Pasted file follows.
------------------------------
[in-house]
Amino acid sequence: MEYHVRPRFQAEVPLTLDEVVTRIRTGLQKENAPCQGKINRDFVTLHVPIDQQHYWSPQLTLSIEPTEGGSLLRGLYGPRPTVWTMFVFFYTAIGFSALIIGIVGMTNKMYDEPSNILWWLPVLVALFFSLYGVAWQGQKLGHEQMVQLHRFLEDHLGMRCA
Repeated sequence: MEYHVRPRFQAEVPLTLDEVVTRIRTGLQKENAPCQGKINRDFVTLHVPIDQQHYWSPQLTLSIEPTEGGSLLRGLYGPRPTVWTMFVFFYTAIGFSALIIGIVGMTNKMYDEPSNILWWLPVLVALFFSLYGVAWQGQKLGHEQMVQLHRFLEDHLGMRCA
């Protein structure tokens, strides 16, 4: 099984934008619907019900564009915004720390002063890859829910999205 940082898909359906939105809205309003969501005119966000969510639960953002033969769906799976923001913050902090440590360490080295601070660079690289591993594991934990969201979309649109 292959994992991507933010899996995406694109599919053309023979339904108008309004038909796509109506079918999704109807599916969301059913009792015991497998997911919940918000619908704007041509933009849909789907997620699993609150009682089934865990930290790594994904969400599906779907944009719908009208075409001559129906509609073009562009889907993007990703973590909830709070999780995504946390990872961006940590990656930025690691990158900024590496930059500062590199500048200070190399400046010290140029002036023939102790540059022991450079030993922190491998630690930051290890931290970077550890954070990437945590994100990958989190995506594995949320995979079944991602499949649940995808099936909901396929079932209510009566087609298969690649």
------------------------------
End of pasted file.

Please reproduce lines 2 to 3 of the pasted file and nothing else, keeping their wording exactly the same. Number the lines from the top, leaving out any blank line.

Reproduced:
Amino acid sequence: MEYHVRPRFQAEVPLTLDEVVTRIRTGLQKENAPCQGKINRDFVTLHVPIDQQHYWSPQLTLSIEPTEGGSLLRGLYGPRPTVWTMFVFFYTAIGFSALIIGIVGMTNKMYDEPSNILWWLPVLVALFFSLYGVAWQGQKLGHEQMVQLHRFLEDHLGMRCA
Repeated sequence: MEYHVRPRFQAEVPLTLDEVVTRIRTGLQKENAPCQGKINRDFVTLHVPIDQQHYWSPQLTLSIEPTEGGSLLRGLYGPRPTVWTMFVFFYTAIGFSALIIGIVGMTNKMYDEPSNILWWLPVLVALFFSLYGVAWQGQKLGHEQMVQLHRFLEDHLGMRCA